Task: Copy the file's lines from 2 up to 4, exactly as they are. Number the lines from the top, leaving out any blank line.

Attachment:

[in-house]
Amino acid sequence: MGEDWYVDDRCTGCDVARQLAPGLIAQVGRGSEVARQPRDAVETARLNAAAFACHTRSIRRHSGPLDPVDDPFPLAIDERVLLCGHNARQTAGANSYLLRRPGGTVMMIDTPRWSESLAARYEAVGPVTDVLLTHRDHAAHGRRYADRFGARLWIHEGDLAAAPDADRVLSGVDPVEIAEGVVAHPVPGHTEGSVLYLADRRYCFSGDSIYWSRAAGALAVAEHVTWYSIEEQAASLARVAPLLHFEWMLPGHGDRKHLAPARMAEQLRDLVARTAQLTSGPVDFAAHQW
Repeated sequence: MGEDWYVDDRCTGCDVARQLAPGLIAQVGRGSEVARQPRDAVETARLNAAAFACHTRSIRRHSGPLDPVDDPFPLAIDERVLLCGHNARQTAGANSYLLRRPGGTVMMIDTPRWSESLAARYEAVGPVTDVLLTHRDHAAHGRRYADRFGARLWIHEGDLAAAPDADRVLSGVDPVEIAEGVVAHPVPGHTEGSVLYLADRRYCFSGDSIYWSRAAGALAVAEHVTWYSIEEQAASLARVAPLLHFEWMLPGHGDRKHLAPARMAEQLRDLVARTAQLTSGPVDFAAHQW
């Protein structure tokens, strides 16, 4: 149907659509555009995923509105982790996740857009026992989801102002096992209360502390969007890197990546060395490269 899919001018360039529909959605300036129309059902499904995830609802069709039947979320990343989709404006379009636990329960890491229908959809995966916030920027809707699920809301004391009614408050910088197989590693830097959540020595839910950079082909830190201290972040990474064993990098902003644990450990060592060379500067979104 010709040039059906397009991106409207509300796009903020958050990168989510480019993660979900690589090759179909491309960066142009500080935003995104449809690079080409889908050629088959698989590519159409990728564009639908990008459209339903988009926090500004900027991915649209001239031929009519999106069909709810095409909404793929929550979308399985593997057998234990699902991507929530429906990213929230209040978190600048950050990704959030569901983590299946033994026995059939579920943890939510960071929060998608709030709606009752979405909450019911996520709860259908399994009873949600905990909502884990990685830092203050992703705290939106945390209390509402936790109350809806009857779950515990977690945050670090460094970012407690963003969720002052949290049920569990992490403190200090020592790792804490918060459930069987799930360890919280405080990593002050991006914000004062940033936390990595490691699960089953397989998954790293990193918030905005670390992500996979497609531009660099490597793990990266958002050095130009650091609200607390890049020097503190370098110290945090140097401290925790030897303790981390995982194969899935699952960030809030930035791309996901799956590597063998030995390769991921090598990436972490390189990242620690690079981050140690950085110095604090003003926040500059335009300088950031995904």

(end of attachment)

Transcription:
Amino acid sequence: MGEDWYVDDRCTGCDVARQLAPGLIAQVGRGSEVARQPRDAVETARLNAAAFACHTRSIRRHSGPLDPVDDPFPLAIDERVLLCGHNARQTAGANSYLLRRPGGTVMMIDTPRWSESLAARYEAVGPVTDVLLTHRDHAAHGRRYADRFGARLWIHEGDLAAAPDADRVLSGVDPVEIAEGVVAHPVPGHTEGSVLYLADRRYCFSGDSIYWSRAAGALAVAEHVTWYSIEEQAASLARVAPLLHFEWMLPGHGDRKHLAPARMAEQLRDLVARTAQLTSGPVDFAAHQW
Repeated sequence: MGEDWYVDDRCTGCDVARQLAPGLIAQVGRGSEVARQPRDAVETARLNAAAFACHTRSIRRHSGPLDPVDDPFPLAIDERVLLCGHNARQTAGANSYLLRRPGGTVMMIDTPRWSESLAARYEAVGPVTDVLLTHRDHAAHGRRYADRFGARLWIHEGDLAAAPDADRVLSGVDPVEIAEGVVAHPVPGHTEGSVLYLADRRYCFSGDSIYWSRAAGALAVAEHVTWYSIEEQAASLARVAPLLHFEWMLPGHGDRKHLAPARMAEQLRDLVARTAQLTSGPVDFAAHQW
């Protein structure tokens, strides 16, 4: 149907659509555009995923509105982790996740857009026992989801102002096992209360502390969007890197990546060395490269 899919001018360039529909959605300036129309059902499904995830609802069709039947979320990343989709404006379009636990329960890491229908959809995966916030920027809707699920809301004391009614408050910088197989590693830097959540020595839910950079082909830190201290972040990474064993990098902003644990450990060592060379500067979104 010709040039059906397009991106409207509300796009903020958050990168989510480019993660979900690589090759179909491309960066142009500080935003995104449809690079080409889908050629088959698989590519159409990728564009639908990008459209339903988009926090500004900027991915649209001239031929009519999106069909709810095409909404793929929550979308399985593997057998234990699902991507929530429906990213929230209040978190600048950050990704959030569901983590299946033994026995059939579920943890939510960071929060998608709030709606009752979405909450019911996520709860259908399994009873949600905990909502884990990685830092203050992703705290939106945390209390509402936790109350809806009857779950515990977690945050670090460094970012407690963003969720002052949290049920569990992490403190200090020592790792804490918060459930069987799930360890919280405080990593002050991006914000004062940033936390990595490691699960089953397989998954790293990193918030905005670390992500996979497609531009660099490597793990990266958002050095130009650091609200607390890049020097503190370098110290945090140097401290925790030897303790981390995982194969899935699952960030809030930035791309996901799956590597063998030995390769991921090598990436972490390189990242620690690079981050140690950085110095604090003003926040500059335009300088950031995904």